Following its crowd-pleasing showing at the E3 entertainment expo, Sony has revealed the full specification of its next generation PlayStation 4 games console. Set to go head-to-head with Microsoft’s Xbox One, these details bring us a step closer to understanding the full capabilities of this new machine.
The first part of this article looked at the main and graphics processors, internal storage, RAM and the integrated Blu-ray optical drive. Here we deal with the video and sound output, connectivity specifications, the DualShock 4 controller and the included and optional accessories that will be available.
Video and Audio Output
When the PS3 and Xbox 360 were released, analogue connections were the most prevalent ways of connecting your console to your TV. Display technology has progressed at an alarming rate over the past few years, and as a result the PS4 only has digital outputs. For video, an HDCP-encrypted HDMI port is the only option, whilst for sound there is, in addition to audio over the HDMI output, a Toslink SPDIF optical connection.
Wired and Wireless Connectivity
Wireless options on the PlayStation 4 will be in the form of built in 802.11 b/g/n wireless network connectivity and integrated Bluetooth 2.1. Wired connections come on the form of a gigabit Ethernet port (also backwards compatible with 10BASE-T and 100BASE-TX), two USB 3.0 ports and a bespoke auxiliary port used for connection to the PlayStation Camera motion detection device.
The controller (see below for more details) uses Bluetooth 2.1+EDR technology to achieve a wireless connection, although the USB port can be used for charging and playing games with a low battery level. The USB ports maintain a power supply even when the console is turned off.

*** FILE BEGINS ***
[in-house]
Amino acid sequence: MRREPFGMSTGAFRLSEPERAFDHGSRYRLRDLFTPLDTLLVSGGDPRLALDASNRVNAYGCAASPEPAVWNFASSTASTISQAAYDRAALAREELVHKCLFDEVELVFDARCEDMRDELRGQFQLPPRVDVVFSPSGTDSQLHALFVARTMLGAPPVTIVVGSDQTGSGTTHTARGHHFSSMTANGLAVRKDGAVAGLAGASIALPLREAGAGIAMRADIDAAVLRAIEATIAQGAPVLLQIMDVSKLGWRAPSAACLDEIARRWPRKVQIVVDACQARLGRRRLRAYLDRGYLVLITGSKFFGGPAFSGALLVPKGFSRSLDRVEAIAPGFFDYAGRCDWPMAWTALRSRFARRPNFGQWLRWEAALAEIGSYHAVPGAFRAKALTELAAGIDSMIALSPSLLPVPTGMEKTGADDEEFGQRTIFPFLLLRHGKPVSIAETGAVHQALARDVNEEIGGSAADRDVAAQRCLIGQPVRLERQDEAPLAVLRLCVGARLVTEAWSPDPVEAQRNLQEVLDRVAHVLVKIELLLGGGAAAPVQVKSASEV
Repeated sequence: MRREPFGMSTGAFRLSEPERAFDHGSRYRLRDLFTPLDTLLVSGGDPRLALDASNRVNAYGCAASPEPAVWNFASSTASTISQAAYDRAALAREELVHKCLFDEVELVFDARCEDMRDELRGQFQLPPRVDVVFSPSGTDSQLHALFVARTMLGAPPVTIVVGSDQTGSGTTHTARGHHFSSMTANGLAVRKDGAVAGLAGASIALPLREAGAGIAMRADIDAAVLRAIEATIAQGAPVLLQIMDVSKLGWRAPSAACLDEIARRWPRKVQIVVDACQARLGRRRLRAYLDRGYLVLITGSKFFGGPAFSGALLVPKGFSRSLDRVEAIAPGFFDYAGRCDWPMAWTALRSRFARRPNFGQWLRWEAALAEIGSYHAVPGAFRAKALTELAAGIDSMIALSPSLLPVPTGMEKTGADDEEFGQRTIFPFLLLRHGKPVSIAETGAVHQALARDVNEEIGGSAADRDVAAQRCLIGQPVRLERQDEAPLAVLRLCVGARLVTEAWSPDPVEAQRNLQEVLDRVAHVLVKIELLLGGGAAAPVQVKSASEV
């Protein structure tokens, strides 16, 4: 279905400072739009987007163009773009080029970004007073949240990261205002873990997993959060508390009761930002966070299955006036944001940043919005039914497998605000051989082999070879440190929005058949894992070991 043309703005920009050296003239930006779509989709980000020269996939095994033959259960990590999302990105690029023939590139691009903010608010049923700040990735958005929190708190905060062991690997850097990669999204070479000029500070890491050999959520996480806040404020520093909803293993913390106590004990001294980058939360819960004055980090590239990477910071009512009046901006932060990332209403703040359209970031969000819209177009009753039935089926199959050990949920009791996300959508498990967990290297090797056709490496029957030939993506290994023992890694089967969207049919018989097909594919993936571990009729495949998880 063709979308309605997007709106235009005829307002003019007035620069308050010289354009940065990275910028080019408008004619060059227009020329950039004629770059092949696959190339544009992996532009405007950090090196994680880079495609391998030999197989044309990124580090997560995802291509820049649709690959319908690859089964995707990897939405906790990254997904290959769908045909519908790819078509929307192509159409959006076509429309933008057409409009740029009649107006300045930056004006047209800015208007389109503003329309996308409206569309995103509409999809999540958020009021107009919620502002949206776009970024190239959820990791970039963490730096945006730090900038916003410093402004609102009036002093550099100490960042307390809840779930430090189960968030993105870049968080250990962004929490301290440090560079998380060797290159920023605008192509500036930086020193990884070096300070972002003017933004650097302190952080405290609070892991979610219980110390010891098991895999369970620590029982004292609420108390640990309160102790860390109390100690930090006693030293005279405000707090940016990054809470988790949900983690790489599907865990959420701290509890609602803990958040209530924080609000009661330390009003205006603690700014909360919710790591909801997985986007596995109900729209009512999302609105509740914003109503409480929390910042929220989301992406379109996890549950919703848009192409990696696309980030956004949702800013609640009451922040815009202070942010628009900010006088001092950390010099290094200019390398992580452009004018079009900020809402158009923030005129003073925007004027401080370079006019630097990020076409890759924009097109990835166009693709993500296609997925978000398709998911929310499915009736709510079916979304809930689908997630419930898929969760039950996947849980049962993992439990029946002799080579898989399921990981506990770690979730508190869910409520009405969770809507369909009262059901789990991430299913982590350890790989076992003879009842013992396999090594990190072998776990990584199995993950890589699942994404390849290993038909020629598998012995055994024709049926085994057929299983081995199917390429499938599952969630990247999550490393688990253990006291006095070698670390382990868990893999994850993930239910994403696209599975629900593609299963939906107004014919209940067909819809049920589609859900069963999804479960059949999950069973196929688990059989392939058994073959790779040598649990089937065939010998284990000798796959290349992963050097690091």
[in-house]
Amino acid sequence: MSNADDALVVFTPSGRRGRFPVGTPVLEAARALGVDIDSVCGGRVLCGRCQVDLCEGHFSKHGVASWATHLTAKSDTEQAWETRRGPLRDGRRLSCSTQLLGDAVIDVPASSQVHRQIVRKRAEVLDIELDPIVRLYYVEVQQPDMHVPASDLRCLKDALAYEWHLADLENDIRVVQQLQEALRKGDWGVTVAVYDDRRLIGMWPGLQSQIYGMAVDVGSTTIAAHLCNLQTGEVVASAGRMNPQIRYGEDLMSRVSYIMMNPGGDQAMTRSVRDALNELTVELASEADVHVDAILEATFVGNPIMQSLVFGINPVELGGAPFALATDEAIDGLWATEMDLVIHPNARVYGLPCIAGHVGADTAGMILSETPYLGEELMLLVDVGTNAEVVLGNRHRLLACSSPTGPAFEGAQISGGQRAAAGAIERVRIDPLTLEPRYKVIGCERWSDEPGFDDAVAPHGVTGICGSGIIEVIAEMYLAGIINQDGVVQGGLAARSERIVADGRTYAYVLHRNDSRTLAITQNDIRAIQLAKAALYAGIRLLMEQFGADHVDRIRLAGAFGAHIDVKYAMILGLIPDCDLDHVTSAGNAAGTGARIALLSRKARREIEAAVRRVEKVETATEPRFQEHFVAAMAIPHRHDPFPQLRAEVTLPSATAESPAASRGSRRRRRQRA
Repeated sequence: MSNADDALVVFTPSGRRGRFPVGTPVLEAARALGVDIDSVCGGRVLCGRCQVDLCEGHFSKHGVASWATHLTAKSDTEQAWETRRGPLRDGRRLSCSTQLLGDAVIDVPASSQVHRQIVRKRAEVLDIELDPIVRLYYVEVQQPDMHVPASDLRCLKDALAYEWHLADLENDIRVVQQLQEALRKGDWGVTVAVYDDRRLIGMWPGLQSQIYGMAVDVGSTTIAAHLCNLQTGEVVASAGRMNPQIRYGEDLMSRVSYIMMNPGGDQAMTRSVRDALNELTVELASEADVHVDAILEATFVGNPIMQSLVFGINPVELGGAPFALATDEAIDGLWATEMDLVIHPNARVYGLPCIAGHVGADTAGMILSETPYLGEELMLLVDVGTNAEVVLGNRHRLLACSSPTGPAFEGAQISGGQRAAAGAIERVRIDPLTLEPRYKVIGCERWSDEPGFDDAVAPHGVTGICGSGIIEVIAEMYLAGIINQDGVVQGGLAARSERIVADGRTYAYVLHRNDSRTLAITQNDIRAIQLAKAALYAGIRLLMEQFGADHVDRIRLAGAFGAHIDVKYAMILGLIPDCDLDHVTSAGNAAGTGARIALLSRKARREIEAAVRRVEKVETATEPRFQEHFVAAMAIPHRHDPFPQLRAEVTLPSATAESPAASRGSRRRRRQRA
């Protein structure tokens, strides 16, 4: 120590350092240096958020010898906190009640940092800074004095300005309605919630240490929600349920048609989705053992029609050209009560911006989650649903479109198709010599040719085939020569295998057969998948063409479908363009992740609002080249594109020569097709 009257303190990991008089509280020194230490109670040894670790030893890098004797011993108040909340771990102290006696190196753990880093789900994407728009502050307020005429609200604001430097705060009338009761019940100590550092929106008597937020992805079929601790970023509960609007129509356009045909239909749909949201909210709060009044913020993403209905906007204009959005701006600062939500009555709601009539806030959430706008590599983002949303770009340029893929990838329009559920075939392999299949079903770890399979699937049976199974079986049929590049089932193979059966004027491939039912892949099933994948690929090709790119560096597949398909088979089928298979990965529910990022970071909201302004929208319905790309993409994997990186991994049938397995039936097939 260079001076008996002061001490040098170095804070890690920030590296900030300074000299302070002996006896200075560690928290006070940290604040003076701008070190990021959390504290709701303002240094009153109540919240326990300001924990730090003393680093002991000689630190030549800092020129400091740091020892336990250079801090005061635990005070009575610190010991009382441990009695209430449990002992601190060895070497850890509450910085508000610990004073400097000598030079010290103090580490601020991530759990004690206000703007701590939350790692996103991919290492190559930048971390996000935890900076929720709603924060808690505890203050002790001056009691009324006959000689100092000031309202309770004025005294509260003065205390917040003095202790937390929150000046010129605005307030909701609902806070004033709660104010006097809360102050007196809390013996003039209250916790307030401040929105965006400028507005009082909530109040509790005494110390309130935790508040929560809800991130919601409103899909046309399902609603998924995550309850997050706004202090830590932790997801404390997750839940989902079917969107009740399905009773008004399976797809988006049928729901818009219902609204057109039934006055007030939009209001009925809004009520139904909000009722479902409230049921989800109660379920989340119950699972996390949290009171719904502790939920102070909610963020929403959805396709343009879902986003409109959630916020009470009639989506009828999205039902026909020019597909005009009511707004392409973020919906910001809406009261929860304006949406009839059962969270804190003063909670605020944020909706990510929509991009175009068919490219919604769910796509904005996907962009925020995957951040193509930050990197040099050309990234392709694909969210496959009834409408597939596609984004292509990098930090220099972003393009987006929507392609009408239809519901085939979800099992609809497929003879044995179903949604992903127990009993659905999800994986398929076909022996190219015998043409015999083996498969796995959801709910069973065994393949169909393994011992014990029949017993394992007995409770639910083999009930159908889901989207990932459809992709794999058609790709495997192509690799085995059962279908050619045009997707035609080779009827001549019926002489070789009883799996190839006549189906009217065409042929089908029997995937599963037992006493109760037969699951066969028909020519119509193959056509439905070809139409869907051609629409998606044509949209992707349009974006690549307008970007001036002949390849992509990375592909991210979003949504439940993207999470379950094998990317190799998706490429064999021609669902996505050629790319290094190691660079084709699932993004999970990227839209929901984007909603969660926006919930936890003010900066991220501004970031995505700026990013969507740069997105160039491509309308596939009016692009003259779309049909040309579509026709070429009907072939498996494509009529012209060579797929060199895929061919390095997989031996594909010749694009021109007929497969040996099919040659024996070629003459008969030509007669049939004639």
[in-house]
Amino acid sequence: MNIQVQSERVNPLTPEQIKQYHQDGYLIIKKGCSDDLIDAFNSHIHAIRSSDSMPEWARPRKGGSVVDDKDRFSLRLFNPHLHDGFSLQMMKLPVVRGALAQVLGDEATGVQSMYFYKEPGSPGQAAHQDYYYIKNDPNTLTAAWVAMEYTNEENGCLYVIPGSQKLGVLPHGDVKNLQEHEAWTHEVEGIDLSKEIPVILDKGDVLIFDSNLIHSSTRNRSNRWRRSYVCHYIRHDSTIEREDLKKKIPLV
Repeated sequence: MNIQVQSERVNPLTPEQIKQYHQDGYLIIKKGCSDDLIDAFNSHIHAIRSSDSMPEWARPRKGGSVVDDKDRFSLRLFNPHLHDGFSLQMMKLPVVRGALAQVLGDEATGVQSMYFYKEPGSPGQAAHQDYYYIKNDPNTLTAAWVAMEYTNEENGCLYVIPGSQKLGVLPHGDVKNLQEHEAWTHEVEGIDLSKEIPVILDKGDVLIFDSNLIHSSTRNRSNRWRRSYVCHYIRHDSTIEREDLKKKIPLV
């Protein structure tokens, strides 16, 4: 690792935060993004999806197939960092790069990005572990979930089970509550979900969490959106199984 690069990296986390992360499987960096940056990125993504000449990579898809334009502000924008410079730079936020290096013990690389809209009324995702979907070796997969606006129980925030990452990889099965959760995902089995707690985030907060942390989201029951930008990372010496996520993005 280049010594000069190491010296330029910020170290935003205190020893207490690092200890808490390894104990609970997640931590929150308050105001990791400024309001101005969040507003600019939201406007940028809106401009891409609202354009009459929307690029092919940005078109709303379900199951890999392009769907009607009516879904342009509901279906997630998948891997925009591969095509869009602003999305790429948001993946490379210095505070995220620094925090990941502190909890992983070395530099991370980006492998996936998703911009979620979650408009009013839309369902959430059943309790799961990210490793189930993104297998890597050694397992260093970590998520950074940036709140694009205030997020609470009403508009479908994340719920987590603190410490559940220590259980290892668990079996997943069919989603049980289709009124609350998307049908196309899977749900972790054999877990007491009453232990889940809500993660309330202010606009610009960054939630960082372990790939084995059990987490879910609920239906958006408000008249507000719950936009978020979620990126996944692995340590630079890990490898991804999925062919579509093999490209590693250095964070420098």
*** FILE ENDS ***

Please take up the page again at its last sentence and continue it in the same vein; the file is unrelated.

DualShock 4 is the new standard PS4 controller and contains several new features over its predecessor, the DualShock 3. The first is a built-in clickable capacitive touch pad on the front of the controller. Another new feature is a light bar across the front of the device that is capable of displaying different colours and can be used for things such as identifying players in multi-player games or to indicate low battery level. The light bar is also used by the external camera to measure movement and depth. Improved motion detection using a three-axis gyroscope and three-axis accelerometer along with an improved vibration function also feature.
Some of the buttons have been revised. The START and SELECT buttons have been removed and replaced by a single OPTIONS button whilst a SHARE button has been introduced, presumably to allow the uploading of pictures, video or statistics from their games. The joysticks and triggers have also been redesigned.
The controller features a 3.5mm stereo jack and a micro USB port for charging and connection to the console when there is insufficient charge in the controller to continue playing wirelessly.
With regards to backwards compatibility of controllers, PlayStation Move controllers will be supported on the new console, however the DualShock 3 will not be compatible with PS4. Sony will include one free PS4 controller with the console, with additional units available at a cost of $59 USD or £44 GBP.
In addition to the DualShock 4 wireless controller (see above), The Sony PS4 will come with a free mono headset that can be plugged into the controller. Despite the free headset being mono, the connection jack on the controller is capable of outputting a stereo signal.
A HDMI cable will also be included with the PS4 package, although due to the omission of analogue ports on the console no other video cables are included, although the user could purchase some sort of digital to analogue converter if this is the only connection option open to them.
The PlayStation 4 Eye camera will not be included with the standard retail package, but will be available as an accessory for $59 USD or £54 GBP.
This concludes our look at the technical specifications of the Sony PlayStation 4. Look out for other articles comparing the new consoles with that of its main rival, the Xbox One.